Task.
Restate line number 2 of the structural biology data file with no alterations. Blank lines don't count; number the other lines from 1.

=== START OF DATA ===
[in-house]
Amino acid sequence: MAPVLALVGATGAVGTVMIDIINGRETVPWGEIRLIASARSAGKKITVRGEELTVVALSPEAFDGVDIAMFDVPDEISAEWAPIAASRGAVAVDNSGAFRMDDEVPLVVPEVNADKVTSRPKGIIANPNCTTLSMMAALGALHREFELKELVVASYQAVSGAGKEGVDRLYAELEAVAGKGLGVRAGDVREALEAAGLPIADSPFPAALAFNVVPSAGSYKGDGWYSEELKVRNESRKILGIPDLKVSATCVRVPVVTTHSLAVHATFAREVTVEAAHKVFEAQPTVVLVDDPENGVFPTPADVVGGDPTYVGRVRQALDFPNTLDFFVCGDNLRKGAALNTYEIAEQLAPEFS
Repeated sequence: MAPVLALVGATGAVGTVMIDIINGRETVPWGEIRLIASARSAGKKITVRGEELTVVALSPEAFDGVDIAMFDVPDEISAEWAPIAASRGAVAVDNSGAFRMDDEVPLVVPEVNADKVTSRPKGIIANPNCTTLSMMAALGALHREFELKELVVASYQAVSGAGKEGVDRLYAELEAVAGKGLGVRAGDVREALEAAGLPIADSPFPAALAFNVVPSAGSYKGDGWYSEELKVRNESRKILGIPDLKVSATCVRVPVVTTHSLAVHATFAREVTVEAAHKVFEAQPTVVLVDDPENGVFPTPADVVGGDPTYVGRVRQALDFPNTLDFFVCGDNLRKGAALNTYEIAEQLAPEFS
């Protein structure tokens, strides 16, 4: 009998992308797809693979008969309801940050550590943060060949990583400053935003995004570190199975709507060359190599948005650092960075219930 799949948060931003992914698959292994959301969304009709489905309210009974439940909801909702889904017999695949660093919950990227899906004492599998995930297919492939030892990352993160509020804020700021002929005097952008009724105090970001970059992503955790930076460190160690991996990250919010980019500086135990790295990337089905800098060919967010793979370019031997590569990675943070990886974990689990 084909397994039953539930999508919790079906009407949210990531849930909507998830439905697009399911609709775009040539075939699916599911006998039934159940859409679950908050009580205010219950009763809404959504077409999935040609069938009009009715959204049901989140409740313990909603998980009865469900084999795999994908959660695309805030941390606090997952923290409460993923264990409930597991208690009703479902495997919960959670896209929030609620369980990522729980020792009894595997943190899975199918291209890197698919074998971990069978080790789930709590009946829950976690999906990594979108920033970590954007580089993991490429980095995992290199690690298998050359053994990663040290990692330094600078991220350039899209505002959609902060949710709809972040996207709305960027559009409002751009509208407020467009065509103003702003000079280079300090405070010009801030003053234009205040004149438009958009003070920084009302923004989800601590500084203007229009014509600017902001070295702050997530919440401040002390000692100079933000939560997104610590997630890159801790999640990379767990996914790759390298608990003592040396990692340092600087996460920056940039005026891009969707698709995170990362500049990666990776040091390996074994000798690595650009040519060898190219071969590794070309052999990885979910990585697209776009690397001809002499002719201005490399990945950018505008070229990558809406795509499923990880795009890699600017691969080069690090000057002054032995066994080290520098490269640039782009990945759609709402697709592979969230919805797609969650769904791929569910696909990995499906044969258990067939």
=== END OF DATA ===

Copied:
Amino acid sequence: MAPVLALVGATGAVGTVMIDIINGRETVPWGEIRLIASARSAGKKITVRGEELTVVALSPEAFDGVDIAMFDVPDEISAEWAPIAASRGAVAVDNSGAFRMDDEVPLVVPEVNADKVTSRPKGIIANPNCTTLSMMAALGALHREFELKELVVASYQAVSGAGKEGVDRLYAELEAVAGKGLGVRAGDVREALEAAGLPIADSPFPAALAFNVVPSAGSYKGDGWYSEELKVRNESRKILGIPDLKVSATCVRVPVVTTHSLAVHATFAREVTVEAAHKVFEAQPTVVLVDDPENGVFPTPADVVGGDPTYVGRVRQALDFPNTLDFFVCGDNLRKGAALNTYEIAEQLAPEFS